Weight Loss, Weight Gain, Life Happens.

Bill Abeling has a total hip replacement following his major weight loss.

Two years ago, Vacaville resident Bill Abeling, 53, made a herculean effort to lose weight and dropped 125 pounds in less than a year. His incredible makeover was featured in the Winter 2012 issue of Wellspring. No, he wasn’t on The Biggest Loser—he created his own regime of reducing calories and increasing his exercise. And the following year it all caught up with him, as he faced both knee and hip surgery.

He began his transformation by walking two miles in the morning and two miles at lunch. He walked in the evening and started strength training. And he gave his diet an overhaul.

As the pounds melted away, Bill searched for ways to increase his weight loss. He added a 60-pound weight belt to his walking regime, then 10-pound wrist and ankle weights. “Soon I was walking 4 miles a day carrying 100 pounds of weight,” Bills remembers.
“I was so impressed by my weight loss that I didn’t recognize the warning signs of what I was doing to my joints.”

Bill’s knee was the first to complain and in January 2013 he underwent arthroscopic knee surgery, performed by orthopedic surgeon Andrew Brooks, M.D. As he was wheeled into surgery, Dr. Brooks asked how his pain was.”I told him my knee was fine but my groin hurt,” Bill remembers. “I just thought I had a groin injury, but Dr. Brooks put my leg through some movements and proclaimed my hip was the problem.”

In December 2013, Bill entered the NorthBay Joint Replacement Program at VacaValley Hospital for a total hip replacement. Again, Dr. Brooks performed his surgery.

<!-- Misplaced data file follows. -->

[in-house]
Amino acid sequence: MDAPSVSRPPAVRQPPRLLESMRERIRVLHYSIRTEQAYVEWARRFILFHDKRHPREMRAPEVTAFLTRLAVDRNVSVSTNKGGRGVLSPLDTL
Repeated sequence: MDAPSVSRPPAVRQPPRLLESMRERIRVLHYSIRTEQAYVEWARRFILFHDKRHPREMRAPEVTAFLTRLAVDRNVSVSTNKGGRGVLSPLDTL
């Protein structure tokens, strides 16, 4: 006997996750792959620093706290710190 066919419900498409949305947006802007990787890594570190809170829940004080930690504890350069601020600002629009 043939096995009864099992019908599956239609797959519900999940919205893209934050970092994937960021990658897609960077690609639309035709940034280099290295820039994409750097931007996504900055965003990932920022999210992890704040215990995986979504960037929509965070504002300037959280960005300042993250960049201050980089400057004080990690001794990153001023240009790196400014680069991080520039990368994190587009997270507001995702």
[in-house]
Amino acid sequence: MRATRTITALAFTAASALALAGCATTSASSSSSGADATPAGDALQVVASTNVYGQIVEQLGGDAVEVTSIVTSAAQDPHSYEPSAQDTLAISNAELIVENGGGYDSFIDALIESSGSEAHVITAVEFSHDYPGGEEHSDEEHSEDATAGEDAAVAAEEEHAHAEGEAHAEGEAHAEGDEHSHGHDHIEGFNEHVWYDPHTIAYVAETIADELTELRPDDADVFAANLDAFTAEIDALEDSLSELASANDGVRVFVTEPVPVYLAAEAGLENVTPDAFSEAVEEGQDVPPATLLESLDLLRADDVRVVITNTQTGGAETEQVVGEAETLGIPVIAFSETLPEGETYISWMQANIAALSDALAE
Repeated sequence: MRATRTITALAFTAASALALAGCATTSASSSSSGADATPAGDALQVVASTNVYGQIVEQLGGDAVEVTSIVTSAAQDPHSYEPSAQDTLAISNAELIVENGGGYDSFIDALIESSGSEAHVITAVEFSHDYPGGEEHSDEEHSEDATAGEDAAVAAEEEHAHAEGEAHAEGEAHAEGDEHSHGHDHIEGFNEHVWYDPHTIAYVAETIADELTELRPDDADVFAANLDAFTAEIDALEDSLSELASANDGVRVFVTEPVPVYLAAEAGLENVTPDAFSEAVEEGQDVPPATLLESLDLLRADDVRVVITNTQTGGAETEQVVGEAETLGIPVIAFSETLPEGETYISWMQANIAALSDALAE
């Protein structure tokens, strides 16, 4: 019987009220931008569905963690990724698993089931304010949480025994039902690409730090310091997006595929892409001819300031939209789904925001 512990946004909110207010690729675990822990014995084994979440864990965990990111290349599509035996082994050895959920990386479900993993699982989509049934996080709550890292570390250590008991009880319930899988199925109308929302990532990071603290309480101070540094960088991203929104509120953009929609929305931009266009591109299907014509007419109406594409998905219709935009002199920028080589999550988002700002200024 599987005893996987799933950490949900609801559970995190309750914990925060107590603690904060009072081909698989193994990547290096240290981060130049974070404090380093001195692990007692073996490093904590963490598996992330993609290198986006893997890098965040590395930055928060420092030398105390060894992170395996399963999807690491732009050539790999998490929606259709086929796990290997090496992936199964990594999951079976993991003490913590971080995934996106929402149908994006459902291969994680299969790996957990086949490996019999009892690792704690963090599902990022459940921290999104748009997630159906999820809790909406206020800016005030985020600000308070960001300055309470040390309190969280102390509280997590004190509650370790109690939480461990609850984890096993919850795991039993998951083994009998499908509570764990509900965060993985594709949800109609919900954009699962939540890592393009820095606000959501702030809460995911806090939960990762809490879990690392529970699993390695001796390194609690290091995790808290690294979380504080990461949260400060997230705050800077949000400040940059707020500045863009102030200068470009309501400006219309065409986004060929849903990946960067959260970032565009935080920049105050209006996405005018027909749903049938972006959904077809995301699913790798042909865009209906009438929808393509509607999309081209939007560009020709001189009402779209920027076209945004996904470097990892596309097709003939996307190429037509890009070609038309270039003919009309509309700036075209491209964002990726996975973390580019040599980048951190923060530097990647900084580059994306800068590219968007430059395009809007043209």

The Joint Replacement Program offers hip and knee replacement surgery with a two- to three-day hospital stay. The first day is surgery and the following days focus on getting the patient up and walking. A friend or family member acts as “coach” to help the patient and to learn about post-surgical care. Two or three patients undergo surgery on the same day so they can recover as a group – giving each other encouragement and support.

“I was probably the youngest patient in my group by 30 years,” he remembers. “And Dr. Brooks agreed that my overzealous work with weights probably contributed to the breakdown of my hip.”

As he recovered from his knee and hip surgeries, unable to exercise, he rediscovered the joy of food, and watched the pounds return as fast as they had melted away. In what seemed like no time at all, he gained 58 pounds.

“Now I’m taking a much slower approach to losing weight and getting back into shape,” Bill says. “I’ve adjusted my diet and begun a much more reasonable exercise routine.”

The 6’4″ former athlete knows how it feels to be light and fit. “This is real life. Sometimes I feel like ‘The Truman Show,’ but I have the same goals as anyone else—to reduce my risks of disease by getting the weight off, once and for all.”

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